At the beginning of the 1999 season a new side had to be built. Promising youngster Karl Pratt had been snatched up by Leeds, and from the Grand Final team of the previous September Rovers had lost captain Shaun Irwin, talented full-back Steve Collins, popular Australians Danny Baker and Ty Fallins, as well as Chico Jackson and Gary H Price. Kevin Hobbs did his best to plug those gaps. The capable Matt Bramald came in at full-back, our Aussie import was Wayne Simonds. Hobbs also signed Martin Law and Ryan Horsely. The pack was beefed up by Hitro Okesene , a former Kiwi international, and he was joined by veteran Brendon Tuuta, a Rovers’ legend playing in his farewell season. Together with young forwards such as Dickens, Lowe, Dooler and Evans, Rovers looked equipped for a good year.

A decent start saw Rovers win five straight league games, but then lose the next three. After defeat at Doncaster, Kevin Hobbs quit his post, citing verbal abuse his family had received from some ‘fans’ as the reason. However anyone feels about the attributes of the coach, this kind of thing is never acceptable, and so Rovers lost a dedicated and hardworking man who was popular with the players. It’s difficult to say how the season would have worked out had he stayed, but a disastrous result at home to Bramley after Hobbs’ departure left no doubt that the board had to move very quickly to rectify the situation.

Kevin Hobbs came back to Featherstone when he was appointed assistant coach to Gary Price, and then held the position of Football Manager, doing a lot of work in schools and the local community.

Kevin Hobbs’ coaching record:

1998: Won 1 Lost 3
1999: Won 8 Lost 6

Total: Won 9 Lost 9 = 50%

Thursday, 19 April 2012

Steve Sims April 1997 to September 1998.

For a side with dreams of Super League, Featherstone had started the 1997 season poorly and David Ward resigned after a home defeat against Hull in April. Rovers then turned to an Australian coach for only the second time in their history. Steve Sims, who had previously been in charge of Leigh and Halifax, had a good coaching pedigree and was used to working on a tight budget at his previous two clubs and so looked a good choice. His first game in charge was a convincing thrashing of Widnes and things augured well.

As the season developed however, the inconsistencies that had spoiled Ward’s reign continued. Rovers enjoyed good wins at Hull KR and a tremendous party-spoiling performance at the Boulevard in front of the TV cameras on the day Hull FC thought they were going to win the title. But we were also heavily beaten at home by Dewsbury and Huddersfield. Sims gradually started to make an impression on the squad, favouring young Ty Fallins to veteran Deryck Fox at scrum-half, and trying out a new stand-off from the Academy team called Karl Pratt. With the forwards led by Molloy, Powell and Slater a final position of 7th was a baffling disappointment.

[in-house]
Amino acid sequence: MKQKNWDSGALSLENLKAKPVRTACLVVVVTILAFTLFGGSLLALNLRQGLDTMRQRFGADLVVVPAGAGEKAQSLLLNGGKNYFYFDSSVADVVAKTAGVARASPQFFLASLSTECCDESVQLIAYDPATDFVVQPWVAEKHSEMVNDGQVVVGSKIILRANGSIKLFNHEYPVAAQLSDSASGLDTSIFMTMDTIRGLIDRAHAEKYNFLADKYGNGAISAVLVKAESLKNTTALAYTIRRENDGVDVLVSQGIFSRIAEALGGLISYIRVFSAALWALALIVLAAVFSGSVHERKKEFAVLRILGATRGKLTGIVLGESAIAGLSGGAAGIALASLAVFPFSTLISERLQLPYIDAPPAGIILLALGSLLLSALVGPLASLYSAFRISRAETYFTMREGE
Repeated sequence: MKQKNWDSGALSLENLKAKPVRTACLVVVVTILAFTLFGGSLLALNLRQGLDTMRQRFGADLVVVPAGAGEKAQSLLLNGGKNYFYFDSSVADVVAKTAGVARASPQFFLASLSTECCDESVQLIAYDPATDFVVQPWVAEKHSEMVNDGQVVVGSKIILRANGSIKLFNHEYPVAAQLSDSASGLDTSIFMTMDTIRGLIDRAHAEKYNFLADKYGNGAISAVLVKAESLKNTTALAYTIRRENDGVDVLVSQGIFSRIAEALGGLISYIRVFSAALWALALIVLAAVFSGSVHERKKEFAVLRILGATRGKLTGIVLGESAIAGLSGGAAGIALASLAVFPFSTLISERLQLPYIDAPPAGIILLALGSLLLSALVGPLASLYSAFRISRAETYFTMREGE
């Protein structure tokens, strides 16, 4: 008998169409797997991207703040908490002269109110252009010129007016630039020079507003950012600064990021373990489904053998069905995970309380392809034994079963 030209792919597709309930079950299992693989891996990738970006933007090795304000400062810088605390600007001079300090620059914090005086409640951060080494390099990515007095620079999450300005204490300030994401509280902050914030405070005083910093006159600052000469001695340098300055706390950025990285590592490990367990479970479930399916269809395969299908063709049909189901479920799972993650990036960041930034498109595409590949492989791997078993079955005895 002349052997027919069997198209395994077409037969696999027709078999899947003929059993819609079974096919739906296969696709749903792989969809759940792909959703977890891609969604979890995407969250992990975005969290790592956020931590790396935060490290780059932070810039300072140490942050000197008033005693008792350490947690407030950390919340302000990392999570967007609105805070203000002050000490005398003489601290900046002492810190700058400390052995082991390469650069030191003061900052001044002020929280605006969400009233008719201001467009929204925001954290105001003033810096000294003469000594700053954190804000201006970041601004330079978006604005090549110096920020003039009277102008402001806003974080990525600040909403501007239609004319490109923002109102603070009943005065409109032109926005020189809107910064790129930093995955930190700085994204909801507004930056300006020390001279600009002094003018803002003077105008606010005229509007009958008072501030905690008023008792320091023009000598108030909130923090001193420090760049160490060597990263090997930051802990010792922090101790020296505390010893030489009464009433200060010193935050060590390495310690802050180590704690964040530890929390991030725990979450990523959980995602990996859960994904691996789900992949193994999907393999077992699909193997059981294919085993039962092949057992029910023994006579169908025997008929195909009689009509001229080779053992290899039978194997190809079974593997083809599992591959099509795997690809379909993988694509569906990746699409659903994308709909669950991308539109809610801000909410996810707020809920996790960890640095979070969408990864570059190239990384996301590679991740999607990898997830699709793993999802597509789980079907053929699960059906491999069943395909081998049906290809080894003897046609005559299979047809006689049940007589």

In 1998 though, things looked decidedly better for two reasons. Firstly, Rovers’ rejuvenated young policy started to bear fruit and knocking on the door of the first team came a whole raft of youngsters. Alongside Pratt were Stuart Dickens, Neil Lowe, Danny Evans, and then Steve Dooler. It was the richest seam of young talent that Rovers had seen in some time. Secondly, Sims wisely recruited classy full-back Steve Collins from Australia and started to get the best out of some underachieving first teamers, most notably Richard Chapman and Danny Baker. Progress was slow however and the good results (nilling both Wakefield and Whitehaven at home) were counterbalanced by some awful stuff (getting mauled at home by Deryck Fox’s Rochdale). On the final day of the season Rovers found themselves needing a 31 point win at home to lowly Leigh to secure a merited playoff spot. Leigh were duly dispatched and the playoff games showed the real quality of the side Sims had moulded. Good wins over Swinton and Dewsbury were followed by the clinical destruction of Hull KR and a place in the grand-final against Wakefield. The rest, as they say, is bitter memories and the “what ifs” from that evening carried on for years. Suffice to say that Rovers fell a knock-on short of Super League status.

As far as Steve Sims was concerned, it was the end. When it became immediately apparent that funds would not be available to continue the push for Super League in 1999, he resigned. He later became the director of football at Salford, a post he still holds. Rovers 1998 grand final team started to break up as Leeds poached Karl Pratt, and Steve Collins also won a Super League contract at Gateshead. Rovers turned nearer to home for their next coaching appointment.

Steve Sims’  coaching record:

1997: Won11 Lost 10
1998: Won 21 Drew 1 Lost 14

Total: Won 32 Drew 1 Lost 24 = %

Wednesday, 18 April 2012

David Ward October 1994 to April 1997.